Sunday, December 13, 2009

G.O.Y.A. - The Cure Childhood Cancer

Pharmaceutical companies, while funding 50% of all adult cancer research, give almost nothing to childhood cancer. Adult cancer drugs are considered far more profitable. Our federal government (through the Nation Cancer Institute), and the major non-profits (such as American Cancer Society), give less than 3% of their funding to childhood cancer. They prefer to focus on the bigger headlines produced by the more common adults.

Congresswoman Debra Pryce realized the problem when she lost her 9 year old daughter to cancer. She created the Cure Childhood Cancer Act, giving $30 million a year to research. The bill was unanimously approved, but then killed in committee. Congress has now passed the $1.1 TRILLION spending bill... without one dime for childhood cancer.

So now what? Our government, in the mist of the health care debates, has again turned its back on childhood cancer. The American Cancer Society spends more on fund raising events than they give to childhood cancer research. The National Institute of Cancer, after a five year study, concluded that there was no economically viable method of getting private industry to fund the research.

So what is the answer?

I only have one. It is to look in the mirror and say, "If it's going to be, it's up to me."

In my office, we often use the phrase "G.O.Y.A" It's used on people who sit around and wait on things they do not control. If you really want something done, you better do it yourself. Never wait on things you do not control. Take action. Make things happen. G.O.Y.A. = Get Off Your Anatomy (Well, almost. Anatomy is close enough).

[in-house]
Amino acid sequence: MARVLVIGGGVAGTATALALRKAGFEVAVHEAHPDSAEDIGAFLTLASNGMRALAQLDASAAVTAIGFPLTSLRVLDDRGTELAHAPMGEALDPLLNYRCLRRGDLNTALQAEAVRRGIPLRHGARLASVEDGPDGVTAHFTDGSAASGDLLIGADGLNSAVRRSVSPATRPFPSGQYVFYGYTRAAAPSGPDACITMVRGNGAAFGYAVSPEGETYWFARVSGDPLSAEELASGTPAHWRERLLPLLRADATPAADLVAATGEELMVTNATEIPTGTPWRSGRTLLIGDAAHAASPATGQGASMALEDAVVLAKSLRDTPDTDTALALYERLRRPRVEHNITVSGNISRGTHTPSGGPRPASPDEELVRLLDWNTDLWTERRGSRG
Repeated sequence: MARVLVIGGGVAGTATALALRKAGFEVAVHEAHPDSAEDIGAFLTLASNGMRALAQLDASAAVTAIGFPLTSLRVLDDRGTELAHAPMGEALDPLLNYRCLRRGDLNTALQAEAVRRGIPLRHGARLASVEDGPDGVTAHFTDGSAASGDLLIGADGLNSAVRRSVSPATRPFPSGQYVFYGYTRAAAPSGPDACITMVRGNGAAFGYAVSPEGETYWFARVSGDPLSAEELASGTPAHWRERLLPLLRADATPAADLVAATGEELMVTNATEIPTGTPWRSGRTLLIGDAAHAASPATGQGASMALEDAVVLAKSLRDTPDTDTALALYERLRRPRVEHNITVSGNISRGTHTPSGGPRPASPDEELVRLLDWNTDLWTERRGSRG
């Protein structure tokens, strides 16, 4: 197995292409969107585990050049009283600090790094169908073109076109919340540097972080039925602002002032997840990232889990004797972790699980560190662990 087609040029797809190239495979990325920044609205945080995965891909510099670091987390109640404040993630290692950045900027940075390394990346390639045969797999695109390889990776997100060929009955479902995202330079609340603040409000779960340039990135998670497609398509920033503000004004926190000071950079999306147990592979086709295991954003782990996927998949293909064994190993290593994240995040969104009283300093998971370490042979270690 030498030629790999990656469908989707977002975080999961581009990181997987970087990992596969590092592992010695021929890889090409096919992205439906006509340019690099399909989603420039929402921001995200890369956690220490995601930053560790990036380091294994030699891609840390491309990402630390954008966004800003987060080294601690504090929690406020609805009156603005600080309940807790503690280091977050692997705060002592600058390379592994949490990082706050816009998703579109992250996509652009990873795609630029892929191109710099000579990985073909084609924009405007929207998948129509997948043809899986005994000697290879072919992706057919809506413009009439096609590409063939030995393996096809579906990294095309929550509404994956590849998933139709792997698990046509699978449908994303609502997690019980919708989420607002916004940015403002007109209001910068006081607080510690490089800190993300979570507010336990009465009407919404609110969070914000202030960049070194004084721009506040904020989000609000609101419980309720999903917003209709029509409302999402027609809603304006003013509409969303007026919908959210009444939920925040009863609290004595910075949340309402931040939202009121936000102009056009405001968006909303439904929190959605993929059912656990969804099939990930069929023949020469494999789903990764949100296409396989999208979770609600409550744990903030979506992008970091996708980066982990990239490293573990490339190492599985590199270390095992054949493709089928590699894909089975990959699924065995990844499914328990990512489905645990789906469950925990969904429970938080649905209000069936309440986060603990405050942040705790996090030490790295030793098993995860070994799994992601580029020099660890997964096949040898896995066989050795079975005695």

In other words, look in the mirror and say, "If it's going to be, it's up to me." G.O.Y.A.

I only care about one thing...results. I no longer care about speeches and promises from politicians and non-profit CEO's. I care about results. I no longer care about their "renewed focus" or "re-doubled efforts". I want results. I no longer ask why they promise to "renew" and "re-double" efforts that have repeatedly failed? I no longer care about politicians who make promises and then shove their heads up their anatomy. Words are words and promises are promises. Only results will save our children.

In this entire mess, there is only one thing I control. If it's going to be, it's up to me. G.O.Y.A.

But is it possible? Can one person do anything? Can one person do what our entire government has failed to do? Well, check it out...

  • In the year 2000, 4 year old cancer patient Alexandra "Alex" Scott opened a lemonade stand to raise money to end childhood cancer. News spread of Alex's goal. Soon people were holding "Alex's Lemonade" stands around the world, and sending her the money. Alex passed away in 2004, after raising over $1 million for childhood cancer research. Today the Alex's Lemonade Stand Foundation has funded over 50 childhood cancer projects with over $16 million.
  • On St. Patricks Day in the year 2000, three friends were challenged to shave their heads as a fund-raiser for childhood cancer. They named the event "St. Baldrick's" and hoped to raise $17,000. They actually raised $104,000. Today over 106,000 people have shaved their heads for St. Baldrick's events, raising over $64 million childhood cancer research.